Byers Creek Road residents want answers on road repair


Killaloe – A frustrated group of Byers Creek Road residents appeared before Killaloe, Hagarty and Richards (KHR) Township council last Tuesday night seeking answers regarding the possible rehabilitation of the road they live on.

Don McInnes, spokesperson for the seven-member delegation, wasted no time getting to the reason for their visit.

“We’ve been told, and by the grapevine too, that our Byers Creek is again not getting done and

we’d like to know if this is a fixed deal that it’s not getting done again,” he said. “This is going on six years now and we keep getting told that it’s not (getting done).”

“And we’ve got some questions to ask about getting it done,” he added.

Public Works Superintendent Dean Holly said, “Contracts for Hillcrest
and Stone Chruch Roads have not yet been awarded, but the process
to do so has been started.”

“It’s definite, those are the two that are getting done this year, and that’s it?” queried Mr. McInnes.

“That’s what council decided,” Mr. Holly responded. “I’m working on the tenders right now.”

Mr. McInnes questioned how council decided what roads would be repaired this year, noting the annual road tour was cancelled this spring.

“How do they vote on something that they haven’t seen?” he asked. “I went and toured the two roads yesterday and compared to our road, they look pretty good.

“And one of them looks like the 401 compared to our road,” he added. “How do they justify the difference?”

He said he has been told it was an expense issue whereby Byers Creek was more expensive, so the township could do two roads instead of one. He suggested half of their road could have been done this year and the other half in 2024 if that was the case.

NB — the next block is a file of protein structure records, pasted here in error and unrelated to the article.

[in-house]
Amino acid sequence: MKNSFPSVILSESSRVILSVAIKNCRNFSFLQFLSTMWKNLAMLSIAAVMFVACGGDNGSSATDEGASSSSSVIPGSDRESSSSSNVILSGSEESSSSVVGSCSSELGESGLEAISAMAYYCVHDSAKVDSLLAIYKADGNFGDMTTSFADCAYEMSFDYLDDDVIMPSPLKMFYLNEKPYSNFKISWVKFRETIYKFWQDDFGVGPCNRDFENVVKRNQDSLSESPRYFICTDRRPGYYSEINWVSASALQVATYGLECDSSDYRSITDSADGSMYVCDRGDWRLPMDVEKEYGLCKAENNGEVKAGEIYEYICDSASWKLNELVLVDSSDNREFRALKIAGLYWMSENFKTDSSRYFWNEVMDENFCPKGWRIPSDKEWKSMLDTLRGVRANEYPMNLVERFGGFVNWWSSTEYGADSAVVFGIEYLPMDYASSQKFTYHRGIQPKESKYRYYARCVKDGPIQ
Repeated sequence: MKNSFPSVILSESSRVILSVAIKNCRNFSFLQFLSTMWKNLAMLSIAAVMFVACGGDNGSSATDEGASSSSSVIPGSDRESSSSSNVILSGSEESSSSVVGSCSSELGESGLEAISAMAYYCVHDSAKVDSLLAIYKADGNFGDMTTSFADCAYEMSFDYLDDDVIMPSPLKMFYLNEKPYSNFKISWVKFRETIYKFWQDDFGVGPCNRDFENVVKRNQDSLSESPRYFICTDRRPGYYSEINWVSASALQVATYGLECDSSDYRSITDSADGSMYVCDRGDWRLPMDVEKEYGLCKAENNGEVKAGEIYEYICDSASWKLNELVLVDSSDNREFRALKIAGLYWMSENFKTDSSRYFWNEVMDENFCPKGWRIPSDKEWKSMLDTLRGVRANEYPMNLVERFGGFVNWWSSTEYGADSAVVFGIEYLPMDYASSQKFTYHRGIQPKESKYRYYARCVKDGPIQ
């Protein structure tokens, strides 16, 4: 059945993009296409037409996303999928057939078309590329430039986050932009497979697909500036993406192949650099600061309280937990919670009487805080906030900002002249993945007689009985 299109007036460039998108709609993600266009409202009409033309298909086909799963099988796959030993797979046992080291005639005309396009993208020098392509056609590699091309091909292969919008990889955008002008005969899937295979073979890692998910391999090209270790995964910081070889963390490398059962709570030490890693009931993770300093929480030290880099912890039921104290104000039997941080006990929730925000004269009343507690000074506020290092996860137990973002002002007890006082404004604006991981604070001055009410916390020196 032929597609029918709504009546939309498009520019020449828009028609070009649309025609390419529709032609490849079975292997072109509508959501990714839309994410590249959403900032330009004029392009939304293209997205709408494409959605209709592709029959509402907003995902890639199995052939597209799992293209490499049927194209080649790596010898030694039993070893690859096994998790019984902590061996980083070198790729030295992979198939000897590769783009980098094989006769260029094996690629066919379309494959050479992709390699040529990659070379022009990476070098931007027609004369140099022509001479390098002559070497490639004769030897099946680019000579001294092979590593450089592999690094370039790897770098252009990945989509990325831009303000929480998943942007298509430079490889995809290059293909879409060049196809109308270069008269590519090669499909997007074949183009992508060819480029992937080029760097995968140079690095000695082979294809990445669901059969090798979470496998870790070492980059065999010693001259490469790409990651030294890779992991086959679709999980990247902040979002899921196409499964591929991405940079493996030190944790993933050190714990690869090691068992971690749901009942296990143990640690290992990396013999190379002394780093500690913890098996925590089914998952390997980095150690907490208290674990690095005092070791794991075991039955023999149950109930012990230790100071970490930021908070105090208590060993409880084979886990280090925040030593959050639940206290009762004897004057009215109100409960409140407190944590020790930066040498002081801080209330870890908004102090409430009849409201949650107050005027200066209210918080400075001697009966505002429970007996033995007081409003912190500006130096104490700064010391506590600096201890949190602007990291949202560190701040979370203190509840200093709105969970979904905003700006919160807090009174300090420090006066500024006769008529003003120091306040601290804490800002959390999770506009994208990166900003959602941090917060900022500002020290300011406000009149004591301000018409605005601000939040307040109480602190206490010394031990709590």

Mr. McInnes said they have been told the road was going to get worked on since the flood of 2017 and are repeatedly told there is not enough money to do it.

“The cost keeps going up; when is it going to match up?” he asked. “They don’t seem to budget for any of these big roads to get done.

“It’s only smaller roads; it’s getting pretty sad,” he continued. “They’re spending lots of money patching.”
He said the works department is there so much he is on a first-name basis with the employees.

“Sometimes they’re there five days a week,” he pointed out. “That’s got to add up to some cost.”

He said he heard the road would be patched using a process with the grader, which he said will also come at a cost, adding a similar process was done not that long ago and it is already falling apart.

“So at what point does council decide, ‘Hey, we have to do something with this road’?”

He said there are 11 full-time residents and another 10 seasonal residents on one side of the creek who will be cut off if one of the beaver dams in the area breaks and washes out the road, which would require an emergency repair. He explained there is basically nothing left of the road surface and if a dam should break, everything would be washed away.

“At what point do you justify not doing it is the point I’m trying to get at,” he stated.

He re-iterated he had been told by the previous mayor and some councillors the road would be done the next year and their turn still hasn’t come up.

Council’s Decision

Mr. Holly explained he had given council a list of possible roads for consideration and Hillcrest was the number one priority on that list.  

“And my number two was Byers Creek,” he said. “So, it is council’s decision.”

It is council that makes the decisions what roads are done, not him, he said, adding he felt the questions were being posed to him rather than council.

“You’re looking at me kind of saying it’s my fault; it’s not my fault,” Mr. Holly stressed.

“I’m not saying it’s your fault,” Mr. McInnes responded. “I was looking at you because I had talked to you about it.”

Councillor Maureen MacMillan explained after they agreed to do Hillcrest, the money simply wasn’t there to do Byers Creek this year. She noted council only had $311,000 to work with and felt they would get “more bang for their buck” by doing the number one and number three roads this year. She noted if they did Byers Creek rather than Hillcrest, they would have people from Hillcrest at the meeting protesting.